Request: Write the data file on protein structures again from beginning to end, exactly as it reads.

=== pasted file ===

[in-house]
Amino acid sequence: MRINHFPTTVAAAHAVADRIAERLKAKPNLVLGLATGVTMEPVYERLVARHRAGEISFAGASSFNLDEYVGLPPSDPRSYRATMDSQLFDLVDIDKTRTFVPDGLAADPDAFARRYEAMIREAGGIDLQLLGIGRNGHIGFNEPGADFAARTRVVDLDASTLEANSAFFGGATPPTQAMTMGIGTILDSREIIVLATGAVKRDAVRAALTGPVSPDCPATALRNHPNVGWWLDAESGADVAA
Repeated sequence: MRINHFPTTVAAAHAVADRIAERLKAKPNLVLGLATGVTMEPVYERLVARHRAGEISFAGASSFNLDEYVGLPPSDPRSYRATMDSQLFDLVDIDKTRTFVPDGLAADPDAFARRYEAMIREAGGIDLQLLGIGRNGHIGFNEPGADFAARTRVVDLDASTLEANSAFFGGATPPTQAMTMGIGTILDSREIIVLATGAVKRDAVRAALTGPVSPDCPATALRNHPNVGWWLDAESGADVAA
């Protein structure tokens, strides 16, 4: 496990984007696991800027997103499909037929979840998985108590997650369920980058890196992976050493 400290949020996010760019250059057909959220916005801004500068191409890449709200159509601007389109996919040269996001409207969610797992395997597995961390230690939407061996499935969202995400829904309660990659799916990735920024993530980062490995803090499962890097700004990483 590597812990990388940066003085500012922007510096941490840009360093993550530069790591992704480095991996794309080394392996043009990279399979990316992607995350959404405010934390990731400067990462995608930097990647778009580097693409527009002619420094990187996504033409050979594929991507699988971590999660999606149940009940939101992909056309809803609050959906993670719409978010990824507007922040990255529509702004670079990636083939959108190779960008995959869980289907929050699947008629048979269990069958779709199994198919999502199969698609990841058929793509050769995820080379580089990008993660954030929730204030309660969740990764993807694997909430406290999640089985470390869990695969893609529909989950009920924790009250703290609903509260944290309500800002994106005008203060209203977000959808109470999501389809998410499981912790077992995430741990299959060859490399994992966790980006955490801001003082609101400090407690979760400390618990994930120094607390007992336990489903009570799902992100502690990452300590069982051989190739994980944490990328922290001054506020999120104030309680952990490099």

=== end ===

[in-house]
Amino acid sequence: MRINHFPTTVAAAHAVADRIAERLKAKPNLVLGLATGVTMEPVYERLVARHRAGEISFAGASSFNLDEYVGLPPSDPRSYRATMDSQLFDLVDIDKTRTFVPDGLAADPDAFARRYEAMIREAGGIDLQLLGIGRNGHIGFNEPGADFAARTRVVDLDASTLEANSAFFGGATPPTQAMTMGIGTILDSREIIVLATGAVKRDAVRAALTGPVSPDCPATALRNHPNVGWWLDAESGADVAA
Repeated sequence: MRINHFPTTVAAAHAVADRIAERLKAKPNLVLGLATGVTMEPVYERLVARHRAGEISFAGASSFNLDEYVGLPPSDPRSYRATMDSQLFDLVDIDKTRTFVPDGLAADPDAFARRYEAMIREAGGIDLQLLGIGRNGHIGFNEPGADFAARTRVVDLDASTLEANSAFFGGATPPTQAMTMGIGTILDSREIIVLATGAVKRDAVRAALTGPVSPDCPATALRNHPNVGWWLDAESGADVAA
């Protein structure tokens, strides 16, 4: 496990984007696991800027997103499909037929979840998985108590997650369920980058890196992976050493 400290949020996010760019250059057909959220916005801004500068191409890449709200159509601007389109996919040269996001409207969610797992395997597995961390230690939407061996499935969202995400829904309660990659799916990735920024993530980062490995803090499962890097700004990483 590597812990990388940066003085500012922007510096941490840009360093993550530069790591992704480095991996794309080394392996043009990279399979990316992607995350959404405010934390990731400067990462995608930097990647778009580097693409527009002619420094990187996504033409050979594929991507699988971590999660999606149940009940939101992909056309809803609050959906993670719409978010990824507007922040990255529509702004670079990636083939959108190779960008995959869980289907929050699947008629048979269990069958779709199994198919999502199969698609990841058929793509050769995820080379580089990008993660954030929730204030309660969740990764993807694997909430406290999640089985470390869990695969893609529909989950009920924790009250703290609903509260944290309500800002994106005008203060209203977000959808109470999501389809998410499981912790077992995430741990299959060859490399994992966790980006955490801001003082609101400090407690979760400390618990994930120094607390007992336990489903009570799902992100502690990452300590069982051989190739994980944490990328922290001054506020999120104030309680952990490099």